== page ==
OK, by now you’re probably a bit worn out from the #IceBucketChallenge taking over your newsfeed over the past few weeks. But if you had the opportunity to do the challenge, you know firsthand how
freezing cold the water actually is gratifying it is to be part of a great cause that actually makes a difference in the world.
As of Thursday, Sept. 4, the ALS Association has raised $108.4 million in Ice Bucket Challenge donations from more than 3 million donors. WOW. Just let that “soak in” for a minute. So how did it all get started, and how did organizations jump on board? An ALS Association press release lists Wells Fargo, Sprint, Parsons Foundation, The New York Yankees, and Carnival Cruise Lines in particular to recognize them for donating between $100,000 and $200,000, and notes:
In the spirit of the challenge, there was some friendly competition among many of these donors. John Legere was one of the first CEOs to accept the Ice Bucket Challenge with a personal gift and passed the challenge to his peers at other wireless networks, to which Sprint promptly responded. Carnival Cruise Lines made a donation and its Chairman, Micky Arison, responded in kind with a personal match of his own.
As you may know, other brands weren’t shy about getting a little piece of the action. For example as Digiday reports, a Coke executive accepted and did the challenge with a polar bear (fake, of course) in the background; she evidently challenged a few other brands including a General Mills exec, asking him to do it with Cheerios’ Honey Bee; and a Target exec, challenging him to do it with the famous Bullseye dog.
A recent Washington Post article pointed to the trend that a good number of tech CEOs in particular jumped in on the challenge — including Jeff Bezos of Amazon, Elon Musk of Tesla, Satya Nadella of Microsoft, Mark Zuckerberg of Facebook, Tim Cook of Apple, and Larry Page and Sergey Brin of Google.
And speaking of tech companies, when Cars.com graciously challenged us, a fellow Chicago tech company, to participate in the #IceBucketChallenge to wipe out ALS, we accepted without hesitation and made a donation to the ALS Association to help fund further research. It was definitely a corporate philanthropy win in our books.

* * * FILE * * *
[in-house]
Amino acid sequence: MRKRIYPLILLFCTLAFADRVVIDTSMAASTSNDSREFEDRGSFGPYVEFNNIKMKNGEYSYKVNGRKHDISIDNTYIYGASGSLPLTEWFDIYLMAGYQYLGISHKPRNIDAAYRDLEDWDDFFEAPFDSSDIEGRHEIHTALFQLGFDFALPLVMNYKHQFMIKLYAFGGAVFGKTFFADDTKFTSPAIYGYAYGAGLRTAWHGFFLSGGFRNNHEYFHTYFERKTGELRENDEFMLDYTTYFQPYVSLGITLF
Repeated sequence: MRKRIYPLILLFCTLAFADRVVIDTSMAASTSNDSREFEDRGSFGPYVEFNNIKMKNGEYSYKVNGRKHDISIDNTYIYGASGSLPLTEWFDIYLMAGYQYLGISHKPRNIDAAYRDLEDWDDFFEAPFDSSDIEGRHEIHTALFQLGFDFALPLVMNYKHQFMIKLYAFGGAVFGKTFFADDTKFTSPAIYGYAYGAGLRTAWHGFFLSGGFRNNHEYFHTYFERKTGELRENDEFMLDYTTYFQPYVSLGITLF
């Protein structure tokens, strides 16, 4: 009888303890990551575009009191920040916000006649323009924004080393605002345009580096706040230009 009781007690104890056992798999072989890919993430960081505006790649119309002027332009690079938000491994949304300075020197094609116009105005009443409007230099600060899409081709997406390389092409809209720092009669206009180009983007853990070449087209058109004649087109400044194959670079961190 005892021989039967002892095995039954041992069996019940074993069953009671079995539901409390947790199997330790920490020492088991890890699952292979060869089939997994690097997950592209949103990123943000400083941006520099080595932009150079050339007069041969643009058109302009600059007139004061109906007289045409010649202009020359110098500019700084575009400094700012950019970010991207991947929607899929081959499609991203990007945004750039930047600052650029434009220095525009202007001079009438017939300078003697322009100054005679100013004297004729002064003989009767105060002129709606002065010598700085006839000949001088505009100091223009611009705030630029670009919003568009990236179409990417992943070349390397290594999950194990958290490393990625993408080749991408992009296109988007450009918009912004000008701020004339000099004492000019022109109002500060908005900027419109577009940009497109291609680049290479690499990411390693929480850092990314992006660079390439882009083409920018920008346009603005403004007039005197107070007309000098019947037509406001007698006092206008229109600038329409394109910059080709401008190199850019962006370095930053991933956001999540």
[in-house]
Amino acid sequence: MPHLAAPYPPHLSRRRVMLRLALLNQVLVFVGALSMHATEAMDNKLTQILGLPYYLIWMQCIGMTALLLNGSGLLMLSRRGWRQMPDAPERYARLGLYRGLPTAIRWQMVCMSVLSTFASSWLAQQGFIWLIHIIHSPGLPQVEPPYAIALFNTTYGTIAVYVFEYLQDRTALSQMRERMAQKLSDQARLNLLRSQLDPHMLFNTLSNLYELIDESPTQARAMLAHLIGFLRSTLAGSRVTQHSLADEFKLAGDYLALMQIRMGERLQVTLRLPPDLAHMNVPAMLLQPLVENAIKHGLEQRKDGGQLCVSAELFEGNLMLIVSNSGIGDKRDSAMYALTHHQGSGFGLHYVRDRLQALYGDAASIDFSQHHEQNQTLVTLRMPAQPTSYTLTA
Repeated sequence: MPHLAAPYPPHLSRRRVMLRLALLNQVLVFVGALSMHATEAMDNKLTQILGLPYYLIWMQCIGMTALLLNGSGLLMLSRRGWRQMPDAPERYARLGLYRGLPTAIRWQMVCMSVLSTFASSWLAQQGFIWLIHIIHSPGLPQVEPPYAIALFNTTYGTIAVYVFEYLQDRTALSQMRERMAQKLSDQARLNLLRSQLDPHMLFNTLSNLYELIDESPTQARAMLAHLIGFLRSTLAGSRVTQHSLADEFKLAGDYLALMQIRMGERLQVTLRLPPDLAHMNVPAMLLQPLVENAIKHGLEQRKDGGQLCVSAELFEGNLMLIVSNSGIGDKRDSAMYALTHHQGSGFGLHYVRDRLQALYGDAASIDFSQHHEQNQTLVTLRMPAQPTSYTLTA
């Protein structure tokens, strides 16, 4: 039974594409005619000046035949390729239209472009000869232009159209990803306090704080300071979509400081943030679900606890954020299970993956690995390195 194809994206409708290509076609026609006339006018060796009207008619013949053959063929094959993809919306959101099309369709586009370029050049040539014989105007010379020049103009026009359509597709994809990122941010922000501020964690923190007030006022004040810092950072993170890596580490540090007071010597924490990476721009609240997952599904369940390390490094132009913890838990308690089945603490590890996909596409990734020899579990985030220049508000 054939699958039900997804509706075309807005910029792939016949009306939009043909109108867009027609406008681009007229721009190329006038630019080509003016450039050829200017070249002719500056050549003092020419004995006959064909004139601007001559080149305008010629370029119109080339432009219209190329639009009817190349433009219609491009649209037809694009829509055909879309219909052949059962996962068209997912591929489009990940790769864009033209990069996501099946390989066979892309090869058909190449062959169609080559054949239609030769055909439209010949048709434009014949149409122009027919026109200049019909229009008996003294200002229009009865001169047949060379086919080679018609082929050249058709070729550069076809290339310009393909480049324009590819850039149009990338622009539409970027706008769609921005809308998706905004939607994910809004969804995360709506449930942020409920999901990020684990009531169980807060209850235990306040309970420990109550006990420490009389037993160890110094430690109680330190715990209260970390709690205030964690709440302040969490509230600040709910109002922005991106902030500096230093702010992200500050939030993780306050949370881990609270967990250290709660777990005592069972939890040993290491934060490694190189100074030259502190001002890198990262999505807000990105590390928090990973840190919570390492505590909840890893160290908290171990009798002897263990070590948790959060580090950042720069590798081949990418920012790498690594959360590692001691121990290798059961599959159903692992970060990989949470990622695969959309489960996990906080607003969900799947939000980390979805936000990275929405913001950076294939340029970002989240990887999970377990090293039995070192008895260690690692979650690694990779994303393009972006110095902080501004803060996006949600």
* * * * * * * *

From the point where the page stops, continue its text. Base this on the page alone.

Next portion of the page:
Of course we all did our part to improvise, so you’ll see in the below video that we decided to dump buckets of Arctic-cold water with large chunks of ice on one of our executives, Brian Donahue. He didn’t know it was coming, and the look on his face is priceless.
Take a look…
More than just a fun time
For CareerBuilder, accepting the #IceBucketChallenge was a no-brainer and a win in more ways than one. Similarly, there are benefits to any corporate philanthropy initiative:
1. You’re supporting a great cause.
First, and most importantly, it was important to us to support a great cause. It’s probably important to you, too. It’s the right thing to do and is your opportunity to make a positive impact in the world — not to mention it gives you that warm, fuzzy feeling inside.
2. It boosts talent attraction.
In a piece on AllBusiness.com, Morley Winograd — a senior fellow at the University of Southern California’s Annenberg Center on Communication Leadership and Policy and co-author of Millennial Momentum — says:
“More than 85 percent of millennials link commitment to a cause to their purchasing decisions and their willingness to recommend a company’s brand to others. Millennials are likely to switch brands of equal price and quality if one is tied to a good cause.”
Hear that? And while millennials may be more vocal about it, it’s certainly not exclusive to this generation.
3. It’s good for customers, too.
Not that the primary reason for giving should be to churn greater profits, but it certainly is a welcome side effect. According to a 2013 study from marketing and public relations firm Cone Communications and Echo Global:
“Based on similar product availability and prices, 91 percent of customers will switch to brands that support good causes.”
4. Videos can help build your employment brand.
Remember the “Harlem Shake” video craze last year? We shared with you back then that even though it may have seemed borderline cliche to jump on the bandwagon, the embrace of the trend by employers indicated something huge: Understanding that video, as a recruitment tool, is no longer the exception — but the rule- to candidate attraction and aids in the overall effort of building your employment brand.
5. It boosts employee engagement.
About 7 in 10 employers say they’ve aligned their giving campaign with some of their other employee engagement programs and/or corporate philanthropic initiatives, according to a Forbes article. That’s quite a notable jump — 38 percent increase, to be exact — from 2006. In addition, according to research collected by Northwestern University:
“There is also confirmation that employees with favorable opinions of their organization’s socially responsible activities are more engaged, confident and likely to state an intention to stay with the organization.” (Kenexa, 2010).
Tips to commit to corporate philanthropy
- Research causes and issues which are important to you and to your employees before committing to one in particular.
- Once you do find a cause that you would like to become involved in, it is important to set clear goals, be proactive in your efforts, and keep lines of communication open both with your employees and the nonprofit you are involved with.
- Take steps to ensure that you are entering a partnership with the group or foundation of your choice. Philanthropy should not be one-sided, but beneficial for both parties.
Tell us in the comments below or tweet us at @CBforEmployers: What are your corporate philanthropy initiatives? How to you use it to attract and engage employees? Share your stories with us.
We know you want to see that picture again! Here it is one last time in all its glory…